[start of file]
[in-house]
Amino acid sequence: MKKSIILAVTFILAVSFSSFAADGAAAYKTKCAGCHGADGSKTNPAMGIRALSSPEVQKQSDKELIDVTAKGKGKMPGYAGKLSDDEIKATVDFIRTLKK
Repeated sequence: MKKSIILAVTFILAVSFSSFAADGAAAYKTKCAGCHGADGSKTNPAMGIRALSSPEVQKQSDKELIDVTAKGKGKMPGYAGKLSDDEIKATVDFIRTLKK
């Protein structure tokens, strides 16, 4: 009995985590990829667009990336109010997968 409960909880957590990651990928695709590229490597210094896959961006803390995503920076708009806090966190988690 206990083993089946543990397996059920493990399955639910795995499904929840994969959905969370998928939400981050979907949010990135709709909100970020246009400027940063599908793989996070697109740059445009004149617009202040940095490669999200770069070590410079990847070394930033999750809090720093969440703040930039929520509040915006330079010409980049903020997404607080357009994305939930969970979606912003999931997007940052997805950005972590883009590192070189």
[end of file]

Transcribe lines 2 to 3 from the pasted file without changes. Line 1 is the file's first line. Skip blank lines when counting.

Amino acid sequence: MKKSIILAVTFILAVSFSSFAADGAAAYKTKCAGCHGADGSKTNPAMGIRALSSPEVQKQSDKELIDVTAKGKGKMPGYAGKLSDDEIKATVDFIRTLKK
Repeated sequence: MKKSIILAVTFILAVSFSSFAADGAAAYKTKCAGCHGADGSKTNPAMGIRALSSPEVQKQSDKELIDVTAKGKGKMPGYAGKLSDDEIKATVDFIRTLKK